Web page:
It was four in the afternoon. The monsoon rains of the last two weeks had stopped and its ominous clouds scattered as the afternoon sun burned through, casting a golden hue that would soon turn bright crimson like blood, later to darken as shadows lengthened and then disappeared.
The young general strode to the large balcony window of his white wooden mansion in Cavite el Viejo. From the receiving room where he planned battles, he walked to where he would see what was worth dying for.
His rayadillo, with its diagonal weave, was crisp and immaculate. Its brass buttons, long left unpolished in the field, and its miniature chevrons and medals were now gleaming. From his side, a saber hung. Though now sheathed, it was a deadly witness to too many wars won and lost.
From the balcony window, the young general faced the people gathered outside waving banners, swords and muskets. His gaze was first on the immediate, scanning each face for a glow that reflected an anticipation that tomorrow would be a new day.
And then towards a future that only the mind's eye could see he looked beyond the fields that had been his family's source of livelihood.
It was time. Emilio Aguinaldo soon gripped a pole with a magnificent silken tricolor banner at its other end. It was the first time that the colors were unfurled, not as a field banner as it had flown recently, but, as the flag of a sovereign republic.
The sacred cloth had earlier been a banner at the battle of Alapang. It was brought back from Hong Kong where it was sewn by Marcela de Agoncillo, Delfina Herbosa de Natividad, and Lorenza Agoncillo, Marcela’s daughter. From fine satin purchased along Powell Street and later sewn in a house on Morrison Hill in Hong Kong, the sewing had taken five short days.
Soon after, it quickly saw battle. Aguinaldo’s revolutionary army had repulsed the Spanish royal marines at Alapang. Along the bay's shores, a typhoon drenched the province, blowing away remnant smoke from the burning Spanish garrison. But the cleansing had done more than that. Rainwater diluted colonial blood spilled along rock and dirt eventually forcing these into earth where it did not belong.
In the ensuing days, other Spanish forces were routed in Bataan, Cavite, Pampanga, Laguna, Batangas, Tayabas and Bulacan. In the old walled city, the Spanish were trapped within ancient stones and by their decaying hubris. Soon only Manila and the port of Cavite remained under Spanish control.
As the crowd cheered, Aguinaldo waved the flag. A field of blue dotted with miniature white flowers stitched over a field of red. An immaculate white triangle. Three hand-drawn six-pointed golden stars that unified the islands into a nation. And a golden sunburst, the mythical sun with a human face with each resplendent ray for those first eight provinces that defied Spain.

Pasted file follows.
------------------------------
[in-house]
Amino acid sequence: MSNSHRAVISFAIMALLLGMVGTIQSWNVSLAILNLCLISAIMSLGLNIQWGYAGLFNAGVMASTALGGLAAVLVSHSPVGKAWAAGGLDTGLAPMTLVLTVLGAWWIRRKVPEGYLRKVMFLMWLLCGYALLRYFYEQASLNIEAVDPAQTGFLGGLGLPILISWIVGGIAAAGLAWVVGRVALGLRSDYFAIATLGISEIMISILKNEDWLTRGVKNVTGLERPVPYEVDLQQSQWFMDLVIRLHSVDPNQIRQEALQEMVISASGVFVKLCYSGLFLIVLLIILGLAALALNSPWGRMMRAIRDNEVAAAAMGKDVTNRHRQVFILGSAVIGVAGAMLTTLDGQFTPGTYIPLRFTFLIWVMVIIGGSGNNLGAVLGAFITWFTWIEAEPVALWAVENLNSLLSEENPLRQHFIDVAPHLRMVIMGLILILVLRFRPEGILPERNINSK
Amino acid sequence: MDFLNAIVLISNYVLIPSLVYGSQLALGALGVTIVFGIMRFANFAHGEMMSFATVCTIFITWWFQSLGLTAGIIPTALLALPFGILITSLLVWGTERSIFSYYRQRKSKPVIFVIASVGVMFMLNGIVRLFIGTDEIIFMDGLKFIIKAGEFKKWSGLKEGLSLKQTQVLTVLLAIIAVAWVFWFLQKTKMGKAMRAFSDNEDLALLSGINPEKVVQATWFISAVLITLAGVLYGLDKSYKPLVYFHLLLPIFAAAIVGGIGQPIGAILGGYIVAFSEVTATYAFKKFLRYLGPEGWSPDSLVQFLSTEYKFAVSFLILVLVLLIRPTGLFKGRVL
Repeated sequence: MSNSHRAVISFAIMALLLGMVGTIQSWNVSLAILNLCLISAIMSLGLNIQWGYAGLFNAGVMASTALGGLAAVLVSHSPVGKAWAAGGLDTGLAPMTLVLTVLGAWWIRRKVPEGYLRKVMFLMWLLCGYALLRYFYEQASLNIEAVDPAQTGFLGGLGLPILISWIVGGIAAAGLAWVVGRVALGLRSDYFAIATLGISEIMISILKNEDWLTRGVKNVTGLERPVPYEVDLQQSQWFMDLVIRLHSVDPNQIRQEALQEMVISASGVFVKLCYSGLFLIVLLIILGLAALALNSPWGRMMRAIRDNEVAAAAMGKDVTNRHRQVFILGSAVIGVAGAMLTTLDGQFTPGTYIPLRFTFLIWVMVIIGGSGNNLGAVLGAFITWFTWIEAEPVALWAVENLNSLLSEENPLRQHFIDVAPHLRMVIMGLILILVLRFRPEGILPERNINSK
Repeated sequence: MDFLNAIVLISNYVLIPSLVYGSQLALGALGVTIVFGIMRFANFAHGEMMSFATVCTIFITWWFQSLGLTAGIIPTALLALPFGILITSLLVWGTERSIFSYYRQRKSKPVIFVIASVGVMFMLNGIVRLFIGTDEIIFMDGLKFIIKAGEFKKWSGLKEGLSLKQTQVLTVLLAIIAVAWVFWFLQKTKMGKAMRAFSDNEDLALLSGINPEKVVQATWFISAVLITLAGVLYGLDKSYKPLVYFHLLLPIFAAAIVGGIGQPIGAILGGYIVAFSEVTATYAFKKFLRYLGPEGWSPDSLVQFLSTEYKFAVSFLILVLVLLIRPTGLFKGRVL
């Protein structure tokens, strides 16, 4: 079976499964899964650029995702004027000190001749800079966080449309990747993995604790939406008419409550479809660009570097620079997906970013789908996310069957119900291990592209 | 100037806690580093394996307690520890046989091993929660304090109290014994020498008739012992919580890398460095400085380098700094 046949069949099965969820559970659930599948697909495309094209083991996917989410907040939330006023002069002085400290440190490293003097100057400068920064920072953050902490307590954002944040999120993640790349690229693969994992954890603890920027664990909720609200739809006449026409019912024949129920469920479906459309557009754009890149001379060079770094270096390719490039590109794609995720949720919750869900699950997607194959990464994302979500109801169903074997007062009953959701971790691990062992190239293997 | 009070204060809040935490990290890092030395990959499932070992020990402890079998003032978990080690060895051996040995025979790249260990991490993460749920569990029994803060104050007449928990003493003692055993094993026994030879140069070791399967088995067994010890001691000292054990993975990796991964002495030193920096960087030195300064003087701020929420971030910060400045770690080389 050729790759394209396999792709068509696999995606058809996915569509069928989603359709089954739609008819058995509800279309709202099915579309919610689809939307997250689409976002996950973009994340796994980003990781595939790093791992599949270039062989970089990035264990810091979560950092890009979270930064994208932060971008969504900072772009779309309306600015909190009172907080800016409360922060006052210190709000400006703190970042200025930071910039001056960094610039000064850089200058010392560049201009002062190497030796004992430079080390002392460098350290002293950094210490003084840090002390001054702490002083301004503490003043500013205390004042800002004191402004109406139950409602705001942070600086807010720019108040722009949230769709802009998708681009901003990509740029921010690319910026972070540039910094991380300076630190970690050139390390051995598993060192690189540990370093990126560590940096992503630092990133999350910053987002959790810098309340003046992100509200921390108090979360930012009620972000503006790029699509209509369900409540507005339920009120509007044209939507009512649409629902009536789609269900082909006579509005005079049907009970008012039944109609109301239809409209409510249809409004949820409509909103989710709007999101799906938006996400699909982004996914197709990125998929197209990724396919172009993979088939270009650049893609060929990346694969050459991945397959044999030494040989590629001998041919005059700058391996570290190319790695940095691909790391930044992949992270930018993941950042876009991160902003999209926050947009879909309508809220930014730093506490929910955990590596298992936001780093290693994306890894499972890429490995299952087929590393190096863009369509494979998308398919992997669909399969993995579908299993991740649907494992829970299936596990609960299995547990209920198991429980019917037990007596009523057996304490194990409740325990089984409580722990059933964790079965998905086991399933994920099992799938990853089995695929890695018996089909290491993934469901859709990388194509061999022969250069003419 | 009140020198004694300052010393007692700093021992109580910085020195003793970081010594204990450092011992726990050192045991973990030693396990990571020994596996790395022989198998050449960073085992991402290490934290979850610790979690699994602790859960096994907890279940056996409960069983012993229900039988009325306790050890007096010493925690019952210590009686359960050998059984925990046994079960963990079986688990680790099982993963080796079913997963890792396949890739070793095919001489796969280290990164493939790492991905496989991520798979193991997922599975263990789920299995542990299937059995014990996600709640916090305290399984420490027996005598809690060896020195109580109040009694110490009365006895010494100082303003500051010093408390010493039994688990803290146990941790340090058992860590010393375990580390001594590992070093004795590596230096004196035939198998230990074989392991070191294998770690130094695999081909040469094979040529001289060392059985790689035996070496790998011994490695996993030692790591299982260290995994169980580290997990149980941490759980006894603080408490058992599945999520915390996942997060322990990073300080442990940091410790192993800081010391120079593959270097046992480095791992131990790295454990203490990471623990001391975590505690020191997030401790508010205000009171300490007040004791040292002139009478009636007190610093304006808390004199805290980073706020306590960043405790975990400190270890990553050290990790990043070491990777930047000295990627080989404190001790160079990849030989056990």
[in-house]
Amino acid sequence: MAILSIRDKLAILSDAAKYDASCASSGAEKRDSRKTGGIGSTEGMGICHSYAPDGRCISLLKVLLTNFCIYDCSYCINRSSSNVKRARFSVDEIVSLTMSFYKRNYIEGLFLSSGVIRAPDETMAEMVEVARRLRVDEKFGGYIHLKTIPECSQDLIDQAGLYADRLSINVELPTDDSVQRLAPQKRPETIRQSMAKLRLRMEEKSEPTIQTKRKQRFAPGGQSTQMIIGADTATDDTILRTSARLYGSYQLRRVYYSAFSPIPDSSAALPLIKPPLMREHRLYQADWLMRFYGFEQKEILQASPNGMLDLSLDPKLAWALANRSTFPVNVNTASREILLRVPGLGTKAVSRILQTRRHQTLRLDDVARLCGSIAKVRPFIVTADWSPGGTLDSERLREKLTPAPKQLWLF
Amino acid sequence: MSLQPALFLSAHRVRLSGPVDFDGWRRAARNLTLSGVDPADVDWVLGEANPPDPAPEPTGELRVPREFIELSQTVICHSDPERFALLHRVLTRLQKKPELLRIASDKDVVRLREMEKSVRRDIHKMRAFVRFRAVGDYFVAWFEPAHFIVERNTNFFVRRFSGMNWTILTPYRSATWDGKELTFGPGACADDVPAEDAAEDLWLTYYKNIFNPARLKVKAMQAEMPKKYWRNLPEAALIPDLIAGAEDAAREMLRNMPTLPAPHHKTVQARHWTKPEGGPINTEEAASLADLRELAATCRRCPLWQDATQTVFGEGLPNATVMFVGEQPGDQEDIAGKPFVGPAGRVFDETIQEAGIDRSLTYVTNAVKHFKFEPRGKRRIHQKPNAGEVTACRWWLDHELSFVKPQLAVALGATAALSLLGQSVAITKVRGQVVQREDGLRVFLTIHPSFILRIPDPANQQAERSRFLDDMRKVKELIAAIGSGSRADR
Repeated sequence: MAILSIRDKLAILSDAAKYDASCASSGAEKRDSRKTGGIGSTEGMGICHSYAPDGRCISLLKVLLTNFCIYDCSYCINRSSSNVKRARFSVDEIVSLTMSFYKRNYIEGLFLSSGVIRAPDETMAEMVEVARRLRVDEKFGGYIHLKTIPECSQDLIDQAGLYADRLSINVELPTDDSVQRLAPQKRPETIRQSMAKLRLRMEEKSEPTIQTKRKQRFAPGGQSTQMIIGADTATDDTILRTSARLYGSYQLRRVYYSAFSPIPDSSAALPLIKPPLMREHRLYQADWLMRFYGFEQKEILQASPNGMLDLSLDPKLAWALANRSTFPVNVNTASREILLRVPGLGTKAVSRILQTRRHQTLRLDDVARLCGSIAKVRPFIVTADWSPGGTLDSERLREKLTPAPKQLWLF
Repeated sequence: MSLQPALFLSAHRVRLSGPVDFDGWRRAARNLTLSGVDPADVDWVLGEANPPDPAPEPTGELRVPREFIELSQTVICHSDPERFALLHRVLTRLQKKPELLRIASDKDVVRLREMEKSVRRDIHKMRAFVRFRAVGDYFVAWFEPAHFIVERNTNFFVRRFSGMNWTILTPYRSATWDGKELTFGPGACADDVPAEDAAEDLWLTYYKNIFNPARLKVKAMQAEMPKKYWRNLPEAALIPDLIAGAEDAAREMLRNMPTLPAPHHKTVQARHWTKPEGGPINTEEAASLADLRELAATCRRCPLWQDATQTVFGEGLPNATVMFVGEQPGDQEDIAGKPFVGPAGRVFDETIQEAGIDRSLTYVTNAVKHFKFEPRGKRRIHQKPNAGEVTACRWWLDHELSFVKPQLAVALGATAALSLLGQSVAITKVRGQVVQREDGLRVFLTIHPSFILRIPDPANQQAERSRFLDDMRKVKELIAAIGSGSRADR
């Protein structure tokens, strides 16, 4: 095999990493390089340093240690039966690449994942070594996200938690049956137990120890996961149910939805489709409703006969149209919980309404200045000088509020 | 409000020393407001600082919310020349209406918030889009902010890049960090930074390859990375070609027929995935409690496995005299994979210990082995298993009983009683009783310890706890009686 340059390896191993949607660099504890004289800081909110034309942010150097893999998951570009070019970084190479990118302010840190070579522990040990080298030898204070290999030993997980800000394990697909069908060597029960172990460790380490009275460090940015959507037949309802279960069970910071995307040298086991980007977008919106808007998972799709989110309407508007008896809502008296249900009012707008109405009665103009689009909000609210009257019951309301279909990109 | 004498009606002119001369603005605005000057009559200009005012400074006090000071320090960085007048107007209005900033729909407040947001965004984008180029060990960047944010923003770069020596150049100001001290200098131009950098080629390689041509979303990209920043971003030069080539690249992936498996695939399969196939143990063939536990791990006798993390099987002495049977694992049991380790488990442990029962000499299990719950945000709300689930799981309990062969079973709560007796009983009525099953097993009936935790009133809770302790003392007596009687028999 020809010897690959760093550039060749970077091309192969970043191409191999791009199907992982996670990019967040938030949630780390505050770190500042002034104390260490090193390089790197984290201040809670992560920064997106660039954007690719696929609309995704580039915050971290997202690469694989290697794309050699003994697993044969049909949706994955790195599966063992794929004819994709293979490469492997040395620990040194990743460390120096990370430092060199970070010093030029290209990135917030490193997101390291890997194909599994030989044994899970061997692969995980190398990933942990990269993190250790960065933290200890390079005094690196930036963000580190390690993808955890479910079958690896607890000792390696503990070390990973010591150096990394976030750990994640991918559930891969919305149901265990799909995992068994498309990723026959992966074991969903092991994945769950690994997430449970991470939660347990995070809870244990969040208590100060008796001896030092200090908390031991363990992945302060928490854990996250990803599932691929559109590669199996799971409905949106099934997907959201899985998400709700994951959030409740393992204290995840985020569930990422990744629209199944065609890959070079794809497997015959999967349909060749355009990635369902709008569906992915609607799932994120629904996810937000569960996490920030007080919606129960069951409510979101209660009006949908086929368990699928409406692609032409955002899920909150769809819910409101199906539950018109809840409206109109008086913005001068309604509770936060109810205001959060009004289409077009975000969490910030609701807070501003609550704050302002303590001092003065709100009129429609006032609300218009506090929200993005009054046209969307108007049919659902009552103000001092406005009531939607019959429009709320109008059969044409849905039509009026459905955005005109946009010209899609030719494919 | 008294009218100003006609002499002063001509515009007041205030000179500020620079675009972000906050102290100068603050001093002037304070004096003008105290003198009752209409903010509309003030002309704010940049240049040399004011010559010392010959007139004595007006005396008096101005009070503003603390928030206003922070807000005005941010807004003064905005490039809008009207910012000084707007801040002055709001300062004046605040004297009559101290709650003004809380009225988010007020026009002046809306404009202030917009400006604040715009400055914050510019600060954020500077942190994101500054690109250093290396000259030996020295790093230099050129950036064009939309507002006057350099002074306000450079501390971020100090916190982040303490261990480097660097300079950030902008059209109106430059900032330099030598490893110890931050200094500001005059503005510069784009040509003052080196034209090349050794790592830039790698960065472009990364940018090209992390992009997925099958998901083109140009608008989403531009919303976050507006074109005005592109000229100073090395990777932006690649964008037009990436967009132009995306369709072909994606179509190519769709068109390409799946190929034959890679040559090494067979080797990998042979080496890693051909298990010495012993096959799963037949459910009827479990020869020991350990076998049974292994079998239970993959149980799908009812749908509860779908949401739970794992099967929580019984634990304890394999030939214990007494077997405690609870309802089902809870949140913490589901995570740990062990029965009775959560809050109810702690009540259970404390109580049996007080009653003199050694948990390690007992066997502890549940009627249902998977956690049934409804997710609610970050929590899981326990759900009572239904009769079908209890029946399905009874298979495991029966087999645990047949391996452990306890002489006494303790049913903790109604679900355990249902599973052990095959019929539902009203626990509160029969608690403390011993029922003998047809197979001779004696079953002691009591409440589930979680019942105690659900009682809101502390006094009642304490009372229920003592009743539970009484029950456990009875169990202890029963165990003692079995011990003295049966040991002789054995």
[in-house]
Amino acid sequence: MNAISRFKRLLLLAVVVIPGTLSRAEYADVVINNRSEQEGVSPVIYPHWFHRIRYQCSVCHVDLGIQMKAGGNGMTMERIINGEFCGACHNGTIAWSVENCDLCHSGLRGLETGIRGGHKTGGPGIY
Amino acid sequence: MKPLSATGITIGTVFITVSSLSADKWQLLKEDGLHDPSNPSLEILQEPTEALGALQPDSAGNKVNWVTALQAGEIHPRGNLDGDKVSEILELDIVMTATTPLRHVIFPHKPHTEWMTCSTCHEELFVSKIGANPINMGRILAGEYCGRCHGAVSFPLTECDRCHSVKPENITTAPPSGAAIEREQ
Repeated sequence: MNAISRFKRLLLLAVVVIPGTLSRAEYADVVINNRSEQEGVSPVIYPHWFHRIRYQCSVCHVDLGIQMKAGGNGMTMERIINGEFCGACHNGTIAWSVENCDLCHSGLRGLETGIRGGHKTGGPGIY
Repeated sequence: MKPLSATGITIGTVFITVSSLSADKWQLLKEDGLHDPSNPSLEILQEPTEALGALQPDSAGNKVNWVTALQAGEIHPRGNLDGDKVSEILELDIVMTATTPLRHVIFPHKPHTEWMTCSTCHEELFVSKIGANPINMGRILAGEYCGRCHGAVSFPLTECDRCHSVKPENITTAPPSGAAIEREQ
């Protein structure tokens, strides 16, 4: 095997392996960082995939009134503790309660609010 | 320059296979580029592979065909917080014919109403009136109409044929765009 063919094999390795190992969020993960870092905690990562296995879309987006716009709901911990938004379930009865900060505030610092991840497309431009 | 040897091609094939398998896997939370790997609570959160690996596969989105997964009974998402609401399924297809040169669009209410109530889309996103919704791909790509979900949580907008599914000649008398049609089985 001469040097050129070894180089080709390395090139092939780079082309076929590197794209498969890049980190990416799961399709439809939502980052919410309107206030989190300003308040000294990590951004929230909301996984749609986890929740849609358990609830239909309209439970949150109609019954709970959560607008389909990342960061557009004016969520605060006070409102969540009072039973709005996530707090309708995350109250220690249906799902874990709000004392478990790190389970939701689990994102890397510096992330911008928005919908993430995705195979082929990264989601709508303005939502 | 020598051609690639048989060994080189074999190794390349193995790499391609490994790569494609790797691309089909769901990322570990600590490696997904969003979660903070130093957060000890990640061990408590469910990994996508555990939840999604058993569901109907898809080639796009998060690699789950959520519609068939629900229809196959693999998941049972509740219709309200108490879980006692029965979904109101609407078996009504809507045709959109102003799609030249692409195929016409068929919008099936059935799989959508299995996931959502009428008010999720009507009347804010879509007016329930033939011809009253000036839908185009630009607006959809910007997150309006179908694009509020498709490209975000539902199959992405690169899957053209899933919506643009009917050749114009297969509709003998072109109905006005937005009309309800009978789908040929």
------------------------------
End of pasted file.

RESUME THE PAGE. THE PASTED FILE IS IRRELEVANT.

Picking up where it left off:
His pulse rose and dampness came to his eyes. The young general had stood defiantly against older and larger men who did not treat him well, thinking his youth was a weakness.
But they were mistaken. Few, oppressed and vulnerable, ever defied an empire that ruled more than half of the world for centuries.
As the cheering reached a crescendo, solemnity ever so slowly took over as a declaration was read.
Aguinaldo's highest adviser then was Ambrosio Rianzares Bautista. Reading the Act of the Declaration of Independence would be his last official duty. After today, a paralytic, from Batangas named Apolinario Mabini, would take his place.
Suddenly, the band outside played a stirring melody. At first it was rhythmic, pounding with pomp and pageantry. As it played, it turned grand and glorious. Drawing to a close, a crescendo rose and then fell as the melody invoked the songs of souls long gone.
The "Marcha Filipina Magdalo", played by the band of San Francisco de Malabon, was a march composed by Julian Felipe, a composer from Cavite. It was written in just six days and completed on June 11, 1898. Felipe would later change the name to "Marcha Nacional Filipina". One year later, on Aug. 1899, a young soldier named Jose Palma would compose a poem entitled "Filipinas". Filipinas would later be used as the lyrics of the anthem providing eloquence to what had then stirred passions.
On the 12th day of the sixth month in 1898, a new nation was born. The most beautiful the world had ever seen. A sovereign nation named Filipinas. Our Filipinas.
Dean de la Paz sits as an independent member of the Board of Directors of one of the Philippine's oldest banks and is a senior consultant to a government financial institution. He is program director for financial education at a UK-based university where he is also a professor of finance, strategic management and business policy.